Reducing things down to their bare essentials is something we do all the time.
Baseball players reduce their swing down to its essentials, golfers search for a simple stroke. Cooks use heat to reduce the contents of a sauce pan to its essential ingredients. In our relationships, we try to get down to the basics: “What is important here, what really matters?”
As we continue to celebrate the resurrection of Christ, a familiar Easter Gospel is that of the so-called “doubting Thomas.” Thomas is not present when Jesus appears to the gathered disciples and he questions whether Jesus has truly risen and has appeared to the other apostles.
The next time Jesus appears, Thomas is present. In this encounter Thomas is both humbled and awed, and he expresses his faith in the simple statement, “My Lord and my God.” It is this simple but bold profession that reduces the Christian faith to its barest essential.
Thomas’ declaration of faith is addressed to a man who had been mortally wounded, and it is the wounds themselves that lead Thomas to make his avowal. There is more here than meets the eye. Something much more complicated than a baseball or a golf swing, something that raises the question, “What really matters?”
“My Lord and my God.” Note the pronoun “my.” Not just any Lord or any God, but the Lord of my life. As Lord, the carpenter’s son from Nazareth is the determining factor in the direction and destiny of my life.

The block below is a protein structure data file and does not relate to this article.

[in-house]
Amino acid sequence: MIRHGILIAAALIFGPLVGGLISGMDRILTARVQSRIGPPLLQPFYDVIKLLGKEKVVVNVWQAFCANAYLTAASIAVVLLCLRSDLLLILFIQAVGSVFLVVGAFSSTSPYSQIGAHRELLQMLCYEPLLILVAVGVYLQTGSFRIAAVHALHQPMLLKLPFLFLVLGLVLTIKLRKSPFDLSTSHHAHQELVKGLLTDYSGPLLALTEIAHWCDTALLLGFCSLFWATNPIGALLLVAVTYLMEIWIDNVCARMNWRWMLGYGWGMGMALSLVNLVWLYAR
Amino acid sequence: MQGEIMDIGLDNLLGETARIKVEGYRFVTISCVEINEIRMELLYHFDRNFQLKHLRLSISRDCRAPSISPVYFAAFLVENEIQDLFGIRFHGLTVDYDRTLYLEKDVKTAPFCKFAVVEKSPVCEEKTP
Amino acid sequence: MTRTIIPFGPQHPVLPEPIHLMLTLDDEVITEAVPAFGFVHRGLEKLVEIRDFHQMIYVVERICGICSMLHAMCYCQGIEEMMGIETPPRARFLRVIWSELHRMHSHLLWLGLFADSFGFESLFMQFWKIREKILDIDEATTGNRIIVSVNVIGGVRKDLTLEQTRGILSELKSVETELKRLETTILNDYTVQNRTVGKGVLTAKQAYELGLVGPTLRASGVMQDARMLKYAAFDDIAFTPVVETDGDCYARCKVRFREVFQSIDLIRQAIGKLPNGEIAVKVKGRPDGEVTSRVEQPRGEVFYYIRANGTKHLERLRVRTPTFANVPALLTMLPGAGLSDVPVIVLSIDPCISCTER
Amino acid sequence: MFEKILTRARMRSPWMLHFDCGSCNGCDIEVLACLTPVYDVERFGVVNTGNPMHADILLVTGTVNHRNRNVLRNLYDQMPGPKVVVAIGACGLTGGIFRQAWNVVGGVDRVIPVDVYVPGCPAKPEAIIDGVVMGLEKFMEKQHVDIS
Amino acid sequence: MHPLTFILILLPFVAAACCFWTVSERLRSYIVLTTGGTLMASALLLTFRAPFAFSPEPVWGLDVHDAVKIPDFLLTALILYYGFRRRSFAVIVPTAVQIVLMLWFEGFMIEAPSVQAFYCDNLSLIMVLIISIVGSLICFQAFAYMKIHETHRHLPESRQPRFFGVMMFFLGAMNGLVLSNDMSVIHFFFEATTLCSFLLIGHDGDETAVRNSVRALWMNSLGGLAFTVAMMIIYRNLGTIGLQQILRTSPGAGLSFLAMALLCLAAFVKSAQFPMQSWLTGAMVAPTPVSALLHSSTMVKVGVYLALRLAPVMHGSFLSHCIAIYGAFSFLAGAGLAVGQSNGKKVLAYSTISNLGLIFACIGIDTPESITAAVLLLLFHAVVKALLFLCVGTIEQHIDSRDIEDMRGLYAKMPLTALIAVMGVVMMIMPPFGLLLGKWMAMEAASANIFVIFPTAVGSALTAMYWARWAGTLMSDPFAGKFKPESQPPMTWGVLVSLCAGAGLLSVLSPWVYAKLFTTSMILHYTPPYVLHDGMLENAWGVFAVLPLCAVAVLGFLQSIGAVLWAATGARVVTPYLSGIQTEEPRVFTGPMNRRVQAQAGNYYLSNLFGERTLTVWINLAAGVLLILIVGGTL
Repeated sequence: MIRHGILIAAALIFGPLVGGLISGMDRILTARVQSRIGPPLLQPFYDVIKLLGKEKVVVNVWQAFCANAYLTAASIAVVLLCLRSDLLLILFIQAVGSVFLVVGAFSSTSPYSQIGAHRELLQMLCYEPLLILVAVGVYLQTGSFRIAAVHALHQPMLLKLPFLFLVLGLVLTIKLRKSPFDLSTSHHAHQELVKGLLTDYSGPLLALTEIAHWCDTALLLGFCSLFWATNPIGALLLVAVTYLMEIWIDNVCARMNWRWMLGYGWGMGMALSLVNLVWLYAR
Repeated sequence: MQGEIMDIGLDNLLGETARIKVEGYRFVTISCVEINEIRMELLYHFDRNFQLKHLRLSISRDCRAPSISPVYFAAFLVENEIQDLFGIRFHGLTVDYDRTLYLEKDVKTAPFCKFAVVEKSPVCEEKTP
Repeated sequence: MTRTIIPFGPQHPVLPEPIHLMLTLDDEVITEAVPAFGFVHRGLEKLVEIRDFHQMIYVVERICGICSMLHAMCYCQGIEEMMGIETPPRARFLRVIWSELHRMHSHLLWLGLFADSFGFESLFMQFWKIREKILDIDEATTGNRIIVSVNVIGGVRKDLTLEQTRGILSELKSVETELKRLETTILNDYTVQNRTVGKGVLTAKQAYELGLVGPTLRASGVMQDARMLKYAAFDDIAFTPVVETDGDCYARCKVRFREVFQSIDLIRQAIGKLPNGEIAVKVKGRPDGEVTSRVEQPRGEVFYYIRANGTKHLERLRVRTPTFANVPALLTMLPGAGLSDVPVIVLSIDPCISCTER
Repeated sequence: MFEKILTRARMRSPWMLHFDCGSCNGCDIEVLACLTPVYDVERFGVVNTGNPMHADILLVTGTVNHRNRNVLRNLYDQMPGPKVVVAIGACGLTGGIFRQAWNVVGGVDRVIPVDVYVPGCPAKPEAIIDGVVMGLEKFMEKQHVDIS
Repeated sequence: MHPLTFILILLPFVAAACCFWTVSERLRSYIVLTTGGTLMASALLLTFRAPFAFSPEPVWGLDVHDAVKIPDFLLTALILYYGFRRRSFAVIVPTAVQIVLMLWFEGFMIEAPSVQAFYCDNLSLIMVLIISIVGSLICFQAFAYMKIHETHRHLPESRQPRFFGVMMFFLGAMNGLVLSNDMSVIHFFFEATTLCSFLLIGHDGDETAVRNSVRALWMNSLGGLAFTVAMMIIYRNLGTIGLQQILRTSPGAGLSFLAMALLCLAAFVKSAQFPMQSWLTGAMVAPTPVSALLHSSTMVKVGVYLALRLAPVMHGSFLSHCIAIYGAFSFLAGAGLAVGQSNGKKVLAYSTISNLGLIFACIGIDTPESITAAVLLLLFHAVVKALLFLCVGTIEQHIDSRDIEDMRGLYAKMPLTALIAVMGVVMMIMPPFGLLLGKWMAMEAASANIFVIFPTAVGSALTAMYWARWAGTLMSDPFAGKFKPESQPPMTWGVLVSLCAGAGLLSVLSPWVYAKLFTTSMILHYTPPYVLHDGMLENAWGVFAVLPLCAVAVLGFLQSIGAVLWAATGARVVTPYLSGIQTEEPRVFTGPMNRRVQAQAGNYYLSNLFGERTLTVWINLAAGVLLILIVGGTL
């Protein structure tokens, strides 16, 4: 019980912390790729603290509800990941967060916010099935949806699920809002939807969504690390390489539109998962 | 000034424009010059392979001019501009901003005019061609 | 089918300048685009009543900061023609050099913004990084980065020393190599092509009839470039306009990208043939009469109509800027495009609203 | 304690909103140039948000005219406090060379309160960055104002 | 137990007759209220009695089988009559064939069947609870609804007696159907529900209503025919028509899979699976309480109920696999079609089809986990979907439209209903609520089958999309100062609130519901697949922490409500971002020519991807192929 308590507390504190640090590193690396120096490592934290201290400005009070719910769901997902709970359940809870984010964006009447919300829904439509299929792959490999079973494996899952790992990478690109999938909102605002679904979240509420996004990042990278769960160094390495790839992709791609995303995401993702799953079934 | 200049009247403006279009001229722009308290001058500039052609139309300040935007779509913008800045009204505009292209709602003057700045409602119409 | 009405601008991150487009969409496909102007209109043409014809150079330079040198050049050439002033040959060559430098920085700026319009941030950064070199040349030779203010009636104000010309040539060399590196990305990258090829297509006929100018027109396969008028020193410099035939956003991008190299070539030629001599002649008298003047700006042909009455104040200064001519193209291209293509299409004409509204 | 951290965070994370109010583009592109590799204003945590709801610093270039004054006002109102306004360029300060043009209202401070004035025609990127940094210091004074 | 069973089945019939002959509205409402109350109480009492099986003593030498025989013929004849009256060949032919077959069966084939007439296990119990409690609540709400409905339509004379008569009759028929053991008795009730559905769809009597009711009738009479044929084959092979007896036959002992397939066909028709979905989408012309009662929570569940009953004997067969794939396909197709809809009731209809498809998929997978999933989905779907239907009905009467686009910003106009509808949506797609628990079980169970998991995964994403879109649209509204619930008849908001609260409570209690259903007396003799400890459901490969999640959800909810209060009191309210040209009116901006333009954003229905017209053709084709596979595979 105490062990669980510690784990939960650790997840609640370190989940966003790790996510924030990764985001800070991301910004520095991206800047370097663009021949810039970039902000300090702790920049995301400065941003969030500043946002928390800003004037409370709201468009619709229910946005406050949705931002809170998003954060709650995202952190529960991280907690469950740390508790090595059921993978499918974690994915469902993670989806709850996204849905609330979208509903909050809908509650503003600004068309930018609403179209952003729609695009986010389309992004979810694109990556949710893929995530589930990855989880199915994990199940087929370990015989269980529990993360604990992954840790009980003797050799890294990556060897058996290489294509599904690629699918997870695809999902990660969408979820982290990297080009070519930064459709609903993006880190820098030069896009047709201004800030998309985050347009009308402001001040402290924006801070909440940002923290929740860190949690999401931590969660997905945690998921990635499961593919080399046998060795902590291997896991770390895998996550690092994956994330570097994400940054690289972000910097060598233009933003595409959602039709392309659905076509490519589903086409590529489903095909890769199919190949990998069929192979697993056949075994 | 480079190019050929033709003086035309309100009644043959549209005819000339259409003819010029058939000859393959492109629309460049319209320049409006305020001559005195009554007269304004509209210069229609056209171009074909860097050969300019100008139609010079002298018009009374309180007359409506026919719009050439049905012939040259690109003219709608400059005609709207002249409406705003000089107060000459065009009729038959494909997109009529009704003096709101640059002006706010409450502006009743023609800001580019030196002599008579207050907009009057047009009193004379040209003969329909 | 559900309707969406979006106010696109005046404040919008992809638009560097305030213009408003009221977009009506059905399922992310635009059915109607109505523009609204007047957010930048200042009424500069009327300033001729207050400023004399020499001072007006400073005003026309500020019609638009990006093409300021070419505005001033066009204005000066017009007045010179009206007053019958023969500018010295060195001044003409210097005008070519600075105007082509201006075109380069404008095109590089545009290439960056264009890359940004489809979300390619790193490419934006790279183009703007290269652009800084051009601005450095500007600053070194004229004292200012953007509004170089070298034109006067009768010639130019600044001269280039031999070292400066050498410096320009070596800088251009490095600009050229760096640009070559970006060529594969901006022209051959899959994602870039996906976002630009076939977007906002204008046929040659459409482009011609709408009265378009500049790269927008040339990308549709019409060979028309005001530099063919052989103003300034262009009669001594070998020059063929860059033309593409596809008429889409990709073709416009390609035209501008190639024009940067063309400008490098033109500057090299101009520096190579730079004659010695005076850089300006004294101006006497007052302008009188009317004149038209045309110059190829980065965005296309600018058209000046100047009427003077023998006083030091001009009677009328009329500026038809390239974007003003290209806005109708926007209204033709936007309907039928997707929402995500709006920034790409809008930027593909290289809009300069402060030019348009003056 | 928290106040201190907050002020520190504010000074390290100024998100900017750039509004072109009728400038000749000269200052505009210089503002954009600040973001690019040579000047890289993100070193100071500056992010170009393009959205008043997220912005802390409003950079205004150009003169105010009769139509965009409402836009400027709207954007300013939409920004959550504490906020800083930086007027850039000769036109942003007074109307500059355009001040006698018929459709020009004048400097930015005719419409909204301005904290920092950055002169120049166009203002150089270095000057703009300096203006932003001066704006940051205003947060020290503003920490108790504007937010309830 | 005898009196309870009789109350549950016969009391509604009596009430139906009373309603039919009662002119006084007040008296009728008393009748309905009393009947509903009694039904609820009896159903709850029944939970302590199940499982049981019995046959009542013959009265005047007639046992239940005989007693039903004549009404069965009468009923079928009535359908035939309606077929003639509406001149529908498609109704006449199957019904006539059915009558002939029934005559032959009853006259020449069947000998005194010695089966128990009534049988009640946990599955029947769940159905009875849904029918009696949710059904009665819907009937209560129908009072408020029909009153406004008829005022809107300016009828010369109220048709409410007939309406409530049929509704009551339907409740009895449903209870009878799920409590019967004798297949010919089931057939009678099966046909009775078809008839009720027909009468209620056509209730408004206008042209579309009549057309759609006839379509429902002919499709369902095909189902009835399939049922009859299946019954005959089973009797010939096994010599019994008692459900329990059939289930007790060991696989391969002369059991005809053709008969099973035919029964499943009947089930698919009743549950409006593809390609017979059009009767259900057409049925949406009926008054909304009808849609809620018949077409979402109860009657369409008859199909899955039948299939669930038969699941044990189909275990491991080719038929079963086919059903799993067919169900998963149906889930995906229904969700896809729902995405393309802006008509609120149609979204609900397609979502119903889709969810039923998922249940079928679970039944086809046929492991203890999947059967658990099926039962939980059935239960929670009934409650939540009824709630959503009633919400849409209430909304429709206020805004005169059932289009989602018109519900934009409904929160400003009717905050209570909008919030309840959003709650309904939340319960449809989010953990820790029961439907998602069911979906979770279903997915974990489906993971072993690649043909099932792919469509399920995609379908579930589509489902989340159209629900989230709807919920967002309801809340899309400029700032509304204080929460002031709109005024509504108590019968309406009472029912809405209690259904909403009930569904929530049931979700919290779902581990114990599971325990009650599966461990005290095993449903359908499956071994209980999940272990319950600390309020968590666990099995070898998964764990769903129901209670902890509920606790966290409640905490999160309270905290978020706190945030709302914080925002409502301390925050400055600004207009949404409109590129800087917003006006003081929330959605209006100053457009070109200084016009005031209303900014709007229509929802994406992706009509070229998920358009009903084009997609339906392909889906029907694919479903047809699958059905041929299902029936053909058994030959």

The choices I make from day to day and from year to year are inspired by the example of his life, his moral teaching and the gift of his Spirit. He is Lord of my life.
Jesus shares not only our human nature, but the divine nature of the Father and the Spirit. People are inspired by the stroke of Arnie Palmer, the swing of Babe Ruth and the recipes of Julia Child. People are moved by the music of Elvis and Beyonce, but nobody claims that these people are God. That unique claim is made by and given to Jesus the Galilean, and with Thomas it is also acknowledged by billions of people.
Life has its own way of boiling things down to the essentials. As we get older, life has a way of saying, “You really don’t need all that of stuff you have stored in the garage; give it away.” When we lose someone who is a keystone in our lives, life invites us to reassess and determine what is really important.
We may be moved by a beautiful movie, a piece of music, a work of art, that leads us to say, “I need to change my perspective on life; I’m missing a lot by being too busy.”
For Thomas, the world had come crashing down with Jesus’ crucifixion, and now in the resurrection it all became so clear and so vital. What really mattered? “My Lord and my God.”
The Rev. Fred Nijem is pastor at Sacred Heart Catholic Church in Warner Robins.